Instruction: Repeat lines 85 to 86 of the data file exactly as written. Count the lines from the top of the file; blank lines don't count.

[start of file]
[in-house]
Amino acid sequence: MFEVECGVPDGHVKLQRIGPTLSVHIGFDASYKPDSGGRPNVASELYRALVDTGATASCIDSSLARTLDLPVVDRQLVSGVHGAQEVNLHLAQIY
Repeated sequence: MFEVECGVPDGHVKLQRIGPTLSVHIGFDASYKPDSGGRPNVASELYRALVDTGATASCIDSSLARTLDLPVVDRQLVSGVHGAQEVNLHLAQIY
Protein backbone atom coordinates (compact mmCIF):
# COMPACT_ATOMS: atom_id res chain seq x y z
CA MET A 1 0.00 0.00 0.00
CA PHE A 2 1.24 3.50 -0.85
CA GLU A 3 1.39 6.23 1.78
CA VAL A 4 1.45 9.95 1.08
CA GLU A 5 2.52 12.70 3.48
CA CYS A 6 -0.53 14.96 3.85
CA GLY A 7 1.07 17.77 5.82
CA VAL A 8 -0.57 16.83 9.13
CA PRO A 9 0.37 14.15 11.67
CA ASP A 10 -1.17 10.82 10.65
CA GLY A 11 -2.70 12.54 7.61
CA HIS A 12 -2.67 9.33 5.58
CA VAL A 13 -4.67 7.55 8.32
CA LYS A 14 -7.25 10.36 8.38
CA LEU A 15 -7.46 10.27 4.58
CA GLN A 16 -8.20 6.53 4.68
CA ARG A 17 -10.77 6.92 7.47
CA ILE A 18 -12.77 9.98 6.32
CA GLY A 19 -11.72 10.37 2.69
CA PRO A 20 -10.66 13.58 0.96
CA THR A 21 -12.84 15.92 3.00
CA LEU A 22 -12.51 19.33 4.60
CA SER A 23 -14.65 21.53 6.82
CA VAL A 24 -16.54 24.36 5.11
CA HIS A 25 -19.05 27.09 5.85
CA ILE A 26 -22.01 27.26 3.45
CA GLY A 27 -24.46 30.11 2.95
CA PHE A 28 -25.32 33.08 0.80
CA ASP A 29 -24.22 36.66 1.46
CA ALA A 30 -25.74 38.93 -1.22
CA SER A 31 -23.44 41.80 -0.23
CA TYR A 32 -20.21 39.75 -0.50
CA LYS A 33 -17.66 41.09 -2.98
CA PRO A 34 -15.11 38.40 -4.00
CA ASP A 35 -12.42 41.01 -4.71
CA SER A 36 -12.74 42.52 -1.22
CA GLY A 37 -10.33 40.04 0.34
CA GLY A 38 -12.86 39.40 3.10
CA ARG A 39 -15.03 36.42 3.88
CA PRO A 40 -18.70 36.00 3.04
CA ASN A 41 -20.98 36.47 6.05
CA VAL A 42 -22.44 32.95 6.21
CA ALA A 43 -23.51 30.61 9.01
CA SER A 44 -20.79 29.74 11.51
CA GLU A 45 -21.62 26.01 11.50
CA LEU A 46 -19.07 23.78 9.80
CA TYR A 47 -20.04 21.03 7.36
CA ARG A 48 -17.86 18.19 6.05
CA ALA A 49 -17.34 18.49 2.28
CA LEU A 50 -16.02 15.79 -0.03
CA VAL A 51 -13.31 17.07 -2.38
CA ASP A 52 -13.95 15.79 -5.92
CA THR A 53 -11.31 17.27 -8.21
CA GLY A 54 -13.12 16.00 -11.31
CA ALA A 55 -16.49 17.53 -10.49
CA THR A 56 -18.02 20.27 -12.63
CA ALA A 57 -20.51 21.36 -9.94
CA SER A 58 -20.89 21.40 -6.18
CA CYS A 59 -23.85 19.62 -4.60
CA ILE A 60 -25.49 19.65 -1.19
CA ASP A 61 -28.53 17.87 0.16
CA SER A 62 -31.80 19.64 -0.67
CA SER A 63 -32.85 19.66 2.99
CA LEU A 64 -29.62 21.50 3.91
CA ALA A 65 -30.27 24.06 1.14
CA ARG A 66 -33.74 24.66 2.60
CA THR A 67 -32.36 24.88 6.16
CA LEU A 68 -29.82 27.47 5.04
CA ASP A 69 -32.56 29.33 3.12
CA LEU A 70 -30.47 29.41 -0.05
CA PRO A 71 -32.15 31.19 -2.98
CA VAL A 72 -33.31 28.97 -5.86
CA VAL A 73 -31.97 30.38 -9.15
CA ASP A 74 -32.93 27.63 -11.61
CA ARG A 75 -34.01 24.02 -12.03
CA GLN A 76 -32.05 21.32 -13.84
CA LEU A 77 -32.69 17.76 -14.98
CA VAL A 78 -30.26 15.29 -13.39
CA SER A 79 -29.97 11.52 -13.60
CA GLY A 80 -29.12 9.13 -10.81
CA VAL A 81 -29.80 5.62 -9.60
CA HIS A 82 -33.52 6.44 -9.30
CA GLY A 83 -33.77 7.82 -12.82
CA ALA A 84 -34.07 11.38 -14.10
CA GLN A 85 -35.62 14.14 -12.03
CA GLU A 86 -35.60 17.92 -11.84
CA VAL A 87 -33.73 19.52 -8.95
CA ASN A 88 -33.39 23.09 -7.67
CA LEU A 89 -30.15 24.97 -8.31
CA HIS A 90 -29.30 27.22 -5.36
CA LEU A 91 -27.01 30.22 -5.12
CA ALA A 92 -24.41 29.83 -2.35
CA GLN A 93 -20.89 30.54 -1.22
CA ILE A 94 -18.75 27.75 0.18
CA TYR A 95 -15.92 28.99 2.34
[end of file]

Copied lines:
CA GLY A 80 -29.12 9.13 -10.81
CA VAL A 81 -29.80 5.62 -9.60